It was a lamentable reflection that so much time and energy had been wasted to so little purpose. A certain value doubtless had resulted from one’s surveys in reference to animal camps, and one’s further conclusions as to results could only have been arrived at as the outcome of the experience.

12. Facilities in regard to bionomic observations were almost entirely lacking. The following points were, however, noted:-
a) Morsitans had undoubtedly become more widely distributed along the roads as a result of military movements. It occurred, for instance, in thin bush in the neighbourhood of a large pool in the partially dried up Muruangoin River, at which, previous to the War, the Masai had been in the habit for years of watering their cattle with impunity in the dry season. It occurred sparsely, also, along the last fifteen miles from Sanja River into Lolkissale, an average elevation of 4,800 feet in more or less open country, with merely a few dwarfed trees scattered here and there, and in country of a similar character between Lushomo and Handeni. Its spread to the Government farm at Morogoro has already been commented on.

b) Such game as there might have been in the vicinity of the roads in the fly area had long since been driven away, partly doubtless owing to the constant military movements, and partly by the merciless fusillade directed against any living creature that offered a target by small irresponsible parties of men proceeding to or from the actual scene of operations. Very rarely were any animals seen even at a distance on the plains, and little spoor or other evidence of their presence was found, whether in the wet or dry season.
c) The flies in an area undoubtedly lurked more along the roadsides than elsewhere, probably attracted by the passage of moving objects, and certainly by the beasts, and they were more numerous on the return journeys than when I set out, doubtless from the constant operation of the same causes, and to some extent from an actual increase in numbers, breeding being favoured by the readily obtainable food supply.
d) Just south of the Muruangoin River one pallidipes, and one only, a male, was secured in the course of a long hunt, with numbers of morsitans.
e) Morsitans, pallidipes, and brevipalpis, the last biting by day, were taken together in one area.
f) The country in which I found large swarms of pallidipes was exactly of the same nature as that in which, from my experience in Nyasaland, I should have expected to find morsitans.
g) In two localities, seven miles north-east of the Tarengere River, and about forty-four miles south-west of Lolkissale, and again in the vicinity of the same river about ten miles to the west of this locality – probably one and the same fly area – a few morsitans were captured, which exhibited two forms of breaches of surface on the ventral aspect of the abdomen. In one case there appeared to be a minute excrescence between two of the segments; in the other a dark patch with a central depression suggested a possible puncture with dried effusion of fluid around it. Unfortunately time did not permit of a careful study of the conditions; and the scanty material which was available for examination by an expert at home has been still further reduced by the depredations of ants.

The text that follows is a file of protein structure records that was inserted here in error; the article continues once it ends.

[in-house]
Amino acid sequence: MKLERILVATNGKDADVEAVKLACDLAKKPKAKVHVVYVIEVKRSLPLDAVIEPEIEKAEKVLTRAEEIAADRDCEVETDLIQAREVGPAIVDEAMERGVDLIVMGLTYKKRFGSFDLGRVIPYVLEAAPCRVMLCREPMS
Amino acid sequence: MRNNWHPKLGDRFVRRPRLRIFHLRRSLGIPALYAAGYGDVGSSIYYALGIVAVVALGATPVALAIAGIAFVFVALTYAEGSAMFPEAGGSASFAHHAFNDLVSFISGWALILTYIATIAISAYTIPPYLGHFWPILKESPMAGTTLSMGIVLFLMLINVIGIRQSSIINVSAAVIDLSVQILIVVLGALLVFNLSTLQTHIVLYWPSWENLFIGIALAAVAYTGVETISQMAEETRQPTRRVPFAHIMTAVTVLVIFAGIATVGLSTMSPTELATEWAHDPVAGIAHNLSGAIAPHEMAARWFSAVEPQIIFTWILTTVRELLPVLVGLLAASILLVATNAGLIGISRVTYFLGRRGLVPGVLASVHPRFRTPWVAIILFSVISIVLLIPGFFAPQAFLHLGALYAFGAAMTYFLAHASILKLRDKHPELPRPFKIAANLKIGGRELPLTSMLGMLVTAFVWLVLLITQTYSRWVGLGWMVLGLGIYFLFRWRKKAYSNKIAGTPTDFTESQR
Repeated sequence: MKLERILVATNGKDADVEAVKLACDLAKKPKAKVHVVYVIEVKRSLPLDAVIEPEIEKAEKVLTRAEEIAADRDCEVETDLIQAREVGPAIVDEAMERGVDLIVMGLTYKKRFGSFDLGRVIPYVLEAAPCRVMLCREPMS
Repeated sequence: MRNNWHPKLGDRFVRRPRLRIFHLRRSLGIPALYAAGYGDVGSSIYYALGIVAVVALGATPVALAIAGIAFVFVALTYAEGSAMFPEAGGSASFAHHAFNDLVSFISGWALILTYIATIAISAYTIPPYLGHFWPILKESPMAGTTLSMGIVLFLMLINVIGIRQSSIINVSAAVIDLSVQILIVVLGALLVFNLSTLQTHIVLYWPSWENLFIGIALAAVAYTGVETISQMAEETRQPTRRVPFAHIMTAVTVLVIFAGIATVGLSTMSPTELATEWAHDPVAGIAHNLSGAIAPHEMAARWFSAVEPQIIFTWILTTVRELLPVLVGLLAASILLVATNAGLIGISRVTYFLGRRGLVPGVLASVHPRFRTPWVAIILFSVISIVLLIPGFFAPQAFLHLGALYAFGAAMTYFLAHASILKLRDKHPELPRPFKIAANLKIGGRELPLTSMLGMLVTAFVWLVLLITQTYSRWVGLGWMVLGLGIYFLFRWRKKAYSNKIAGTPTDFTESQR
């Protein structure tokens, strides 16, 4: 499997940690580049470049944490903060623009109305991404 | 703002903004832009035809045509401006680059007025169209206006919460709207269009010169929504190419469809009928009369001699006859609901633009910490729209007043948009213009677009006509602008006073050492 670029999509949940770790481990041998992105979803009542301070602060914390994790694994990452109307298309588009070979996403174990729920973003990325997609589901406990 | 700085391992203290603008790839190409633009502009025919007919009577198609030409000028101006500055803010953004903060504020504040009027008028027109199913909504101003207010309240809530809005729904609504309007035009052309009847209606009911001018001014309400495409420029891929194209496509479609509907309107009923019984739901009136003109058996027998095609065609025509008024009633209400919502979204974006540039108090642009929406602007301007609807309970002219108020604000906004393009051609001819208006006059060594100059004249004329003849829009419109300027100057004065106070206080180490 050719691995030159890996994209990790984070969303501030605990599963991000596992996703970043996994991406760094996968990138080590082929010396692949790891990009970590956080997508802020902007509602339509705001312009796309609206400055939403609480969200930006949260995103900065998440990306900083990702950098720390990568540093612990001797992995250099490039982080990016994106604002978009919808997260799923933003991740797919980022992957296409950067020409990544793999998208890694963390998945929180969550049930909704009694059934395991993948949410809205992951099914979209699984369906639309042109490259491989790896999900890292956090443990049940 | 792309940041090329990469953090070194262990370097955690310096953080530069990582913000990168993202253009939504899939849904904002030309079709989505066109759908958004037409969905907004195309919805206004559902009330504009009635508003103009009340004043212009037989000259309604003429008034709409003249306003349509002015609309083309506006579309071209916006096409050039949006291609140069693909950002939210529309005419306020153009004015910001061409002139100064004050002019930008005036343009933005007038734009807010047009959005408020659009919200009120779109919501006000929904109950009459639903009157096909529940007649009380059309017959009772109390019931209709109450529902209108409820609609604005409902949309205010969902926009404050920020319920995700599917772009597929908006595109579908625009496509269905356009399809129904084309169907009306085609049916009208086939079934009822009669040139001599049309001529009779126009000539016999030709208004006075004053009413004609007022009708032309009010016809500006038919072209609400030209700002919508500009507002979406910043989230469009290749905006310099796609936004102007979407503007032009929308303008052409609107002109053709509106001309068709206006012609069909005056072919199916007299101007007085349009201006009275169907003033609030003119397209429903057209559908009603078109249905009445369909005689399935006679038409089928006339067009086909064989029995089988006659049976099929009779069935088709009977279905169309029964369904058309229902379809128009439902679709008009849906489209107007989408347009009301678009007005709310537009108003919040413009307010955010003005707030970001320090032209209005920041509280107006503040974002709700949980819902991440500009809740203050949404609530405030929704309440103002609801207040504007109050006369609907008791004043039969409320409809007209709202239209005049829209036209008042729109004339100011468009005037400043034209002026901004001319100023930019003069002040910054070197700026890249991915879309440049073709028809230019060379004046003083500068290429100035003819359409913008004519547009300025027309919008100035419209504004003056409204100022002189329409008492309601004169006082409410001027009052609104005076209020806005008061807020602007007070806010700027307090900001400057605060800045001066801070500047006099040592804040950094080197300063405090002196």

h) Morsitans pupae were found as readily as in Nyasaland, the same character of breeding place being selected by the fly.
i) In addition to tsetses, Stomoxys of various species occurred in great numbers at all camps, sometimes goading unfortunate picket animals almost to a state of frenzy, so that a watch had to be kept that, in their endeavour to get relief from the torment by rolling, they did not strangle themselves with their picket ropes. The Deputy Director (p116) of Veterinary Services was, of course, duly notified as to the presence of these flies, as the probability of the mechanical transmission of trypanosomes from infected to healthy animals was obvious.
Any adequate control of the pests was out of the question owing to the enormous quantity of dung scattered over the country, but at the veterinary hospitals and horse camps, at least, systematic attempts were made to dispose of droppings in the vicinity.
j) On the southern slopes of Kilimanjaro in May, the end of the wet season, very large numbers of dead Orthoptera, some Locustidae, but chiefly Acridians, of the genus Zonocerus, or one closely allied to it, were found in a mummified state on the plants on which they had been feeding, imagos and immature forms alike having perished. As there was no evidence of parasitism by large insects, I imagined they had probably died from some infective disease.
k) A considerable collection of insects was made, including Tabanidae, which seemed most abundant in thin woodland and plain country.

I have etc,
(Sgd) WA Lamborn
Entomologist under the Imperial Bureau
To: The Director
Imperial Bureau of Entomology